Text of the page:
The Huntersville Road
March 1, 1928
John Bradshaw had another immense tract of land in the Dilley’s Mill community.
One of the first orders of the new county court was to grant licenses to keep a house of private entertainment at his residence for the year ending in May 1823. For this, he paid a license of $4.50. But the next year he was licensed to keep an ordinary at the same place for a license fee of $18.00. In the meantime, Bradshaw sat as one of the county court, being a justice of the county.
The main difference between a house of entertainment and an ordinary was that the ordinary could sell spirits and wine by the small measure. The court fixed the tariff. For a half pint of whiskey, the charge was 12 1/2 cents or one bit.
There were plenty of half cent pieces in those days. Meals were 25 cents and lodging 12 cents.
A gallon of grain was 12 1/2 cents, and hay for twenty-four hours for one horse was 12 1/2 cents.
What price soda water?
John Bradshaw sleeps in the old Huntersville cemetery. His grave is not marked by a lettered monument but it can be located, and it should receive one of the monuments provided for by Congress for Revolutionary soldiers. My father says that his grave is marked by a wild cherry tree growing directly over his last resting place.
John Bradshaw departed this life January 6, 1837.
A tall unlettered native slab of rock is at the head of the grave, and a smaller one at the foot, both standing. Between the two stones, exactly over the center of the grave there is a large wild cherry tree, perhaps thirty inches in diameter. This tree is showing signs of great age, and is ready to fall. There is some talk of cutting it down on account of its condition…
Practically all of the land about Huntersville is Bradshaw land and the old veteran is there in the center of it in possession…
A great many persons trace their line to John Bradshaw through the marriage of six of his granddaughters, children of William Bradshaw. Nancy married Isaac Hartman, of Green Bank; Mary Jane married Alexander Moore, of Stony Creek; Zanilda married Washington Nottingham, of Glade Hill; Huldah married John A. McLaughlin, of Huntersville; Martha married Beverly Waugh, of the Little Levels; and Matilda married Nicholas Linger, of Lewis County.
Honorable Andrew Price
Marlinton W. Va.
My Dear Mr. Price;
For a number of years, I have read every historical and scientific production of your pen, which came under my observation.
Having spent the early boyhood years of my life in Huntersville, and knowing Marlins Bottom, and the Beaver Creek and Droop Mountain sections of which you write, and which are reproduced in today’s Charleston Gazette, or rather recalled vividly to memory, I am naturally always interested.
Many of the men of whom you speak were friends of my father, and I remember them very distinctly. Most of the places mentioned have been tramped by my bare feet, and sometimes by the same feet cramped and blistered in dress up shoes.
My mother sleeps on the hill at Huntersville where the first light of the new day falls. Something in my blood binds me to those mountains and valleys.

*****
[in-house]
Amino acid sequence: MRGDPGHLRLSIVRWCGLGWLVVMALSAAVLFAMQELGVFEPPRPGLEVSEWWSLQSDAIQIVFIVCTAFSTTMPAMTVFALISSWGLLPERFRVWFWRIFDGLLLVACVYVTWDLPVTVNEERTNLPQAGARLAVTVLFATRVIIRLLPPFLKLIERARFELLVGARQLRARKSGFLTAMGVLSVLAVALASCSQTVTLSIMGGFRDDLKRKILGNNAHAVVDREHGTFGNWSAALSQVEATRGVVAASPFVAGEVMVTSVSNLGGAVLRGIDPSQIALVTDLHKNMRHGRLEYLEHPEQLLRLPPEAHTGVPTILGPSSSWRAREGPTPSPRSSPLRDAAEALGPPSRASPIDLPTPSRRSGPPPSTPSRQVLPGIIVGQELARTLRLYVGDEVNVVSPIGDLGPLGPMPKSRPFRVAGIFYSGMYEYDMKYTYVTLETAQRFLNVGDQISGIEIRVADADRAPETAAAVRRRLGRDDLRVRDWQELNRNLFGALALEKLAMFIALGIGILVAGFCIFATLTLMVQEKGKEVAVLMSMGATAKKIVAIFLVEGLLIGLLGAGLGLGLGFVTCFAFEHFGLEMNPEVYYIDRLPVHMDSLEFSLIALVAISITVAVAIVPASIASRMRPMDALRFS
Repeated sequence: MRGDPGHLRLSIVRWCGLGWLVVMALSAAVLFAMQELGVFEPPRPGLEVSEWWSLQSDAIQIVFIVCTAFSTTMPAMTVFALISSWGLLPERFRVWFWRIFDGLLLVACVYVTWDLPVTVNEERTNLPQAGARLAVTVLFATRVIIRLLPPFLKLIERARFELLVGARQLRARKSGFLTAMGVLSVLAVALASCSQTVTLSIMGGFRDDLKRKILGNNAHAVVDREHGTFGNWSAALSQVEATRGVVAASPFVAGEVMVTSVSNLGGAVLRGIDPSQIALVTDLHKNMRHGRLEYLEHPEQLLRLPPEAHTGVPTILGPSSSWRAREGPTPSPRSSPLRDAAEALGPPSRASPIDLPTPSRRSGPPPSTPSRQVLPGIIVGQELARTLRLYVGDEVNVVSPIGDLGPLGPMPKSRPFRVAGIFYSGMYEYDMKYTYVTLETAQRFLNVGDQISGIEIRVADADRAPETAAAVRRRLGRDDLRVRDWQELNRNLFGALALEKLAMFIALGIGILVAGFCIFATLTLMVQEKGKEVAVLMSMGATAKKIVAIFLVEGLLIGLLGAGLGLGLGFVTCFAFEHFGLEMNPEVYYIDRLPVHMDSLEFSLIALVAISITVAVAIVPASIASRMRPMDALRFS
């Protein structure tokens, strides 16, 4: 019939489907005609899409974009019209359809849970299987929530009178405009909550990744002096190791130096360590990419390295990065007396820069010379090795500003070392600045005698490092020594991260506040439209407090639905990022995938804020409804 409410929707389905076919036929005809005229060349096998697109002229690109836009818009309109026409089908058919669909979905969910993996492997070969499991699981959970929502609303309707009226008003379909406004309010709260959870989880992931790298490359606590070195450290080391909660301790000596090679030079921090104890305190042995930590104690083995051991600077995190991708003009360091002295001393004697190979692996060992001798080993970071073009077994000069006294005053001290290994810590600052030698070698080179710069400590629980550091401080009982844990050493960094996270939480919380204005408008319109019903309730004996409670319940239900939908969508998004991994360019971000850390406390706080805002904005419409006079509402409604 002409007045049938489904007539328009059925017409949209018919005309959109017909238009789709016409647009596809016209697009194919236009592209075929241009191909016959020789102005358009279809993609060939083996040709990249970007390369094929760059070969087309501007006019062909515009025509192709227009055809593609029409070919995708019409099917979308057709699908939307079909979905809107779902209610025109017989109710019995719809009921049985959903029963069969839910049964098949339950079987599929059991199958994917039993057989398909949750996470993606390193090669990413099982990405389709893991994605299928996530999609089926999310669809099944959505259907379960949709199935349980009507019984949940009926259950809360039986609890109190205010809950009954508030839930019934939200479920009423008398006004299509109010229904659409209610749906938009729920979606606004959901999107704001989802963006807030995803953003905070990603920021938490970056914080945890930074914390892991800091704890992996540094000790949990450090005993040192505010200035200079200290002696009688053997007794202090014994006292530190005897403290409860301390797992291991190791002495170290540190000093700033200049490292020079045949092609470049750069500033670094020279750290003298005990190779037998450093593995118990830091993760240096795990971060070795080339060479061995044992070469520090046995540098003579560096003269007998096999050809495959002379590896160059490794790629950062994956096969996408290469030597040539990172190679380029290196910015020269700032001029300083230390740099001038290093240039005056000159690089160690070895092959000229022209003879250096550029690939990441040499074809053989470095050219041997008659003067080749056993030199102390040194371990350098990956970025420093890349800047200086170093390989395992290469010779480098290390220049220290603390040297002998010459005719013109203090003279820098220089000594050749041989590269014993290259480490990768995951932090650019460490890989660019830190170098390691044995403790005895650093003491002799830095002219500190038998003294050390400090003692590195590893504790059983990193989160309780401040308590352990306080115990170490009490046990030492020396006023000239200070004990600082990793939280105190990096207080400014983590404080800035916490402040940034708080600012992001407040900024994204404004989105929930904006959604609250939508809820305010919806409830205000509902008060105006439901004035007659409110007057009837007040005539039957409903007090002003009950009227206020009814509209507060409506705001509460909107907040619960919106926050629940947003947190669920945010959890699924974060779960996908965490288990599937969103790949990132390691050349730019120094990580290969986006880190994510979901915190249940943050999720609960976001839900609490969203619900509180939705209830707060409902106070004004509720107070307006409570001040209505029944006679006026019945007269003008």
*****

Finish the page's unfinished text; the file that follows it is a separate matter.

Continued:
Once in a great while I go back for a short season of visiting with the memories that leap out from every nook.
Sometimes I see a man or woman who remembers a “bad boy” whose name I bear.
I am fond of your manner and style, and am always interested in the subject matter – but most of all, I love to ramble in imagination along Knapps Creek and the Greenbrier where once I dreamed of a great world beyond the rim of the mountains.
Very truly yours,
W. I. Canter
THE CREAM BUSINESS
In one week recently, no less than three farmers came to this editor to inquire if I knew of anyone who would buy the butter they had brought to town. Each of them had a bucket of as fine yellow country butter as anyone could wish to eat.
There was no sale for it.
The stores had more butter than would supply the demand, and the price was down. Many of the householders of town have a standing contract the year round for a certain number of pounds of butter each week at a fixed price per pound. Shipping butter has not proved satisfactory. Such being the situation, there is poor encouragement toward developing the butter making industry as a farm home industry.
A number of progressive farmers have been shipping sour cream. The start was made two years ago. So satisfactory and profitable has it proven that the number of shippers is growing each week. The price received for unchurned butter fat is usually more per pound than butter sells for and the demand for it is unlimited. Last week the price was 45 cents a pound net to the farmer, less twenty-five cents a cow handling charge by the local farmer’s cooperative warehouse. If preferred, the farmer can deal direct with the creamery and save this twenty-five cent charge.
There is a farmer who lives near Marlinton who has four cows, and his weekly cream check is from ten to twelve dollars. He ships two cans of cream a week. If he made this cream into butter, he would not realize as much money for it, and there would be the trouble of churning and butter mixing and then the item of selling it in a market already over supplied.
Another thing, shipping cream will bring the local butter market up. It is a club in the hands of the farmer if he chooses to take advantage of it. When butter is scarce, the demand brings up the price…